You can find the detailed depth chart for the Size 0 here, but generally at around 2.5 to 3 mph you can achieve depths anywhere from 10 to 40 feet depending on how much line you let out. There are a few factors that come into play to alter those depths, namely equipment like fishing line and current, but you can be relatively confident in using this chart. Sometimes though you just need to go deeper than the thermocline, and Luhr Jensen has that Diver for you.

 

 

Different Dipsy Diver Sizes: Dipsy Diver- Size 1

Dipsy Diver 1: Different Dipsy Diver Sizes

Dipsy Diver 1: Different Dipsy Diver Sizes

Statistically it’s the most popular Dipsy Diver of the four Dipsy Diver sizes. The Dipsy Diver 1 has a general operating depth of 50 feet but can reach depths of 70 feet in certain conditions. This Dipsy Diver is 4-1/8 inches and is offered in a wide variety of paint schemes. The popularity of this Diver can be summed up pretty simply: versatile. If there is one Dipsy Diver you can rely on for any depth you need (mostly), it’s the Dipsy Diver 1. Most anglers who use Divers are using them purely to get to depths only the Dipsy 1 and Dipsy Magnum can reach. The other two options are still viable, but meant for specific applications. For anglers with limited space, the Dipsy 1 is their best choice.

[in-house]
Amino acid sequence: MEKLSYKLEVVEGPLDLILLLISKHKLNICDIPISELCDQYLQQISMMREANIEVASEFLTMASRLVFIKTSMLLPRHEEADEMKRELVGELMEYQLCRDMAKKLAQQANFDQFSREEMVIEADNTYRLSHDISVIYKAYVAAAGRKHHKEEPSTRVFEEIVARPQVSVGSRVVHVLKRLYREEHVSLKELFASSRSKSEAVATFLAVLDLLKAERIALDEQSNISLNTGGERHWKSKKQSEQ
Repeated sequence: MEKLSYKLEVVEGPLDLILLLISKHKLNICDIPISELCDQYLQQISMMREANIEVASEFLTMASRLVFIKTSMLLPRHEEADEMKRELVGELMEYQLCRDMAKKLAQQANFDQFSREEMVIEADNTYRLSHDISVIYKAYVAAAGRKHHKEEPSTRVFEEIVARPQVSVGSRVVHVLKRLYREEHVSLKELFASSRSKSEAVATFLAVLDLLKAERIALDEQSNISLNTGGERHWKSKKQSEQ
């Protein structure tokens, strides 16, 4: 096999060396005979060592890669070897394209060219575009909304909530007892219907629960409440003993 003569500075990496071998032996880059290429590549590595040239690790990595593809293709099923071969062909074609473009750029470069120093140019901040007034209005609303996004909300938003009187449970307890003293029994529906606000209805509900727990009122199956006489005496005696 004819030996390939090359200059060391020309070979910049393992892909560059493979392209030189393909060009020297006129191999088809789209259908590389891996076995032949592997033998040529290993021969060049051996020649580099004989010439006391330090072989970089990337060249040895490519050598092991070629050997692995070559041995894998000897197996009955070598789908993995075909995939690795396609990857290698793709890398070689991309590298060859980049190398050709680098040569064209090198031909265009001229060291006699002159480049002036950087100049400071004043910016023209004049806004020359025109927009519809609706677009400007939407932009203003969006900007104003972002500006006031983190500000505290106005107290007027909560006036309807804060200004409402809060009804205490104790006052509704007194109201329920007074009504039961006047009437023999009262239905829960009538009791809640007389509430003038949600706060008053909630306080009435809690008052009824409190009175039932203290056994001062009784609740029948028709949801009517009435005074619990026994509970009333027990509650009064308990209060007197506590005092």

Believe it or not, there are still anglers hoping to troll at even deeper depths. There are instances where fish are looking for colder, deeper water and the Dipsy 1 won’t get you there. For those anglers, the Magnum Dipsy is their only option.

 

 

Different Dipsy Diver Sizes: Magnum Dipsy Diver

Magnum Dipsy Diver: Different Dipsy Diver Sizes

Magnum Dipsy Diver: Different Dipsy Diver Sizes

For anglers who need to go down 100 feet in the water, the only choice they have is the Magnum Dipsy Diver. 4-7/8 inches, 8.8 ounces of pure downforce, the Magnum Diver does one thing extremely well: get down deep in the water. Be warned: if you need to accomplish these kinds of depths regularly, you should be certain your outfit is capable of it. We’ve detailed the specific equipment we recommend using Dipsy Divers with, but if a Magnum Diver is necessary, go beyond the recommendations. It really is a lot for most equipment to handle.

 

 

The Optional “O” Rings

With every Dipsy 0, 1, and Magnum, Luhr Jensen provides an attachment affectionately named, “The O Ring.” Essentially the O ring extends the surface of the Dipsy Diver to provide even greater depths while trolling. While it’s not documented specifically as to how much deeper the Diver will go, the main benefit is that it’ll take less line to achieve those depths. This is extremely helpful especially when adjusting the weighted bottom to orient the diver in certain directions. Plus, with less line comes with less to reel in when fighting the big fish!